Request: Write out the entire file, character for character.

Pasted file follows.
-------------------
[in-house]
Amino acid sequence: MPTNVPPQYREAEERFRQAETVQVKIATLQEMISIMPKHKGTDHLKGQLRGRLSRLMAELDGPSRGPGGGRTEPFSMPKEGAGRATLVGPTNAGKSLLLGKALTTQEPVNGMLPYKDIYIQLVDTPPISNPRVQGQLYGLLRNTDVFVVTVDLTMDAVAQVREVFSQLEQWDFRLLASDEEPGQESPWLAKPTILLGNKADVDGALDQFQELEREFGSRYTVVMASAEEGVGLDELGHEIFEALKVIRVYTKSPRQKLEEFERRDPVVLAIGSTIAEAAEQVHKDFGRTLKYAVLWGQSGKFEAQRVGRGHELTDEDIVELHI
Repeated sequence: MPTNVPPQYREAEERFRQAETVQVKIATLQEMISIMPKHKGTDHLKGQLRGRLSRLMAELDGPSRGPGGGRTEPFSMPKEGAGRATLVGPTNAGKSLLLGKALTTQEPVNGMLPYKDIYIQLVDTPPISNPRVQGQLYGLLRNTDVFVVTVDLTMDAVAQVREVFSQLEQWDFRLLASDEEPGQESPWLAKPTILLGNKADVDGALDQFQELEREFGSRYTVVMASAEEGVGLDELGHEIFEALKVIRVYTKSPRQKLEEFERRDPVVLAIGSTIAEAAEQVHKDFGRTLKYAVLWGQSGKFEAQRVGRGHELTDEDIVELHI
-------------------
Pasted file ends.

[in-house]
Amino acid sequence: MPTNVPPQYREAEERFRQAETVQVKIATLQEMISIMPKHKGTDHLKGQLRGRLSRLMAELDGPSRGPGGGRTEPFSMPKEGAGRATLVGPTNAGKSLLLGKALTTQEPVNGMLPYKDIYIQLVDTPPISNPRVQGQLYGLLRNTDVFVVTVDLTMDAVAQVREVFSQLEQWDFRLLASDEEPGQESPWLAKPTILLGNKADVDGALDQFQELEREFGSRYTVVMASAEEGVGLDELGHEIFEALKVIRVYTKSPRQKLEEFERRDPVVLAIGSTIAEAAEQVHKDFGRTLKYAVLWGQSGKFEAQRVGRGHELTDEDIVELHI
Repeated sequence: MPTNVPPQYREAEERFRQAETVQVKIATLQEMISIMPKHKGTDHLKGQLRGRLSRLMAELDGPSRGPGGGRTEPFSMPKEGAGRATLVGPTNAGKSLLLGKALTTQEPVNGMLPYKDIYIQLVDTPPISNPRVQGQLYGLLRNTDVFVVTVDLTMDAVAQVREVFSQLEQWDFRLLASDEEPGQESPWLAKPTILLGNKADVDGALDQFQELEREFGSRYTVVMASAEEGVGLDELGHEIFEALKVIRVYTKSPRQKLEEFERRDPVVLAIGSTIAEAAEQVHKDFGRTLKYAVLWGQSGKFEAQRVGRGHELTDEDIVELHI